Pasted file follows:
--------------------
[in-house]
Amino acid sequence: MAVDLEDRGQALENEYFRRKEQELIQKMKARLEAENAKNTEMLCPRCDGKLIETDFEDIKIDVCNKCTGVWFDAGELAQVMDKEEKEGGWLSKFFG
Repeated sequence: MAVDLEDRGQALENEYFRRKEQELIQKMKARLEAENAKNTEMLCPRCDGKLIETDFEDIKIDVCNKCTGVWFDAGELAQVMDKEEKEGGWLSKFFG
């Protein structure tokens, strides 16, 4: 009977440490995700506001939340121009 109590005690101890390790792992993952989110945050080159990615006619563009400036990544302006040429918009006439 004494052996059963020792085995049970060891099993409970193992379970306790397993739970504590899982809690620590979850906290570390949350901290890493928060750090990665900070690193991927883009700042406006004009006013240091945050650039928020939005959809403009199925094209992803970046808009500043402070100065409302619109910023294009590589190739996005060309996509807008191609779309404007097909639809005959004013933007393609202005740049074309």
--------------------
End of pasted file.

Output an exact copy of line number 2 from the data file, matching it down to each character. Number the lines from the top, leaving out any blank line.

Amino acid sequence: MAVDLEDRGQALENEYFRRKEQELIQKMKARLEAENAKNTEMLCPRCDGKLIETDFEDIKIDVCNKCTGVWFDAGELAQVMDKEEKEGGWLSKFFG